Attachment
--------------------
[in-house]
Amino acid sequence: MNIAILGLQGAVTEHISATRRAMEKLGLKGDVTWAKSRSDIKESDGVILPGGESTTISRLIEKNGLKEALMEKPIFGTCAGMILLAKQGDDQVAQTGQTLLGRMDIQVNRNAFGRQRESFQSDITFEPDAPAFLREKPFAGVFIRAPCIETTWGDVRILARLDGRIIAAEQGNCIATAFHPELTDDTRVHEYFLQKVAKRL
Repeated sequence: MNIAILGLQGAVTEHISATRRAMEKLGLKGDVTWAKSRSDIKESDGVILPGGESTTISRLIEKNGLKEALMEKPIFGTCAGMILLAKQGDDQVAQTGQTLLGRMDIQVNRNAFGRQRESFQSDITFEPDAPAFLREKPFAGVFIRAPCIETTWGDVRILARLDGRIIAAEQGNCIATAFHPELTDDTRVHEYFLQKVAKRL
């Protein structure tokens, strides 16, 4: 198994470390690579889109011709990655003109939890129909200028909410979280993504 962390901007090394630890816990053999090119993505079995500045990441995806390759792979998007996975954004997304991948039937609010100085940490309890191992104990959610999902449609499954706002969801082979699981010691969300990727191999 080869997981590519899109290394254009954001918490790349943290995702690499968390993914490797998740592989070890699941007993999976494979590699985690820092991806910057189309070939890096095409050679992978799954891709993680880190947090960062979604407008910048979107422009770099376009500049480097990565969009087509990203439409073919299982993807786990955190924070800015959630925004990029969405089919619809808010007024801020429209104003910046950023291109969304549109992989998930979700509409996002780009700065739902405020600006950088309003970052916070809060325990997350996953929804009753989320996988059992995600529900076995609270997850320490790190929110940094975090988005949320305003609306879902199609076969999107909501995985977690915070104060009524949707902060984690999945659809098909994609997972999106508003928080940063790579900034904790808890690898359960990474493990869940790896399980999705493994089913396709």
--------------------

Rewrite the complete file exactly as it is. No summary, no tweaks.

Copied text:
[in-house]
Amino acid sequence: MNIAILGLQGAVTEHISATRRAMEKLGLKGDVTWAKSRSDIKESDGVILPGGESTTISRLIEKNGLKEALMEKPIFGTCAGMILLAKQGDDQVAQTGQTLLGRMDIQVNRNAFGRQRESFQSDITFEPDAPAFLREKPFAGVFIRAPCIETTWGDVRILARLDGRIIAAEQGNCIATAFHPELTDDTRVHEYFLQKVAKRL
Repeated sequence: MNIAILGLQGAVTEHISATRRAMEKLGLKGDVTWAKSRSDIKESDGVILPGGESTTISRLIEKNGLKEALMEKPIFGTCAGMILLAKQGDDQVAQTGQTLLGRMDIQVNRNAFGRQRESFQSDITFEPDAPAFLREKPFAGVFIRAPCIETTWGDVRILARLDGRIIAAEQGNCIATAFHPELTDDTRVHEYFLQKVAKRL
């Protein structure tokens, strides 16, 4: 198994470390690579889109011709990655003109939890129909200028909410979280993504 962390901007090394630890816990053999090119993505079995500045990441995806390759792979998007996975954004997304991948039937609010100085940490309890191992104990959610999902449609499954706002969801082979699981010691969300990727191999 080869997981590519899109290394254009954001918490790349943290995702690499968390993914490797998740592989070890699941007993999976494979590699985690820092991806910057189309070939890096095409050679992978799954891709993680880190947090960062979604407008910048979107422009770099376009500049480097990565969009087509990203439409073919299982993807786990955190924070800015959630925004990029969405089919619809808010007024801020429209104003910046950023291109969304549109992989998930979700509409996002780009700065739902405020600006950088309003970052916070809060325990997350996953929804009753989320996988059992995600529900076995609270997850320490790190929110940094975090988005949320305003609306879902199609076969999107909501995985977690915070104060009524949707902060984690999945659809098909994609997972999106508003928080940063790579900034904790808890690898359960990474493990869940790896399980999705493994089913396709």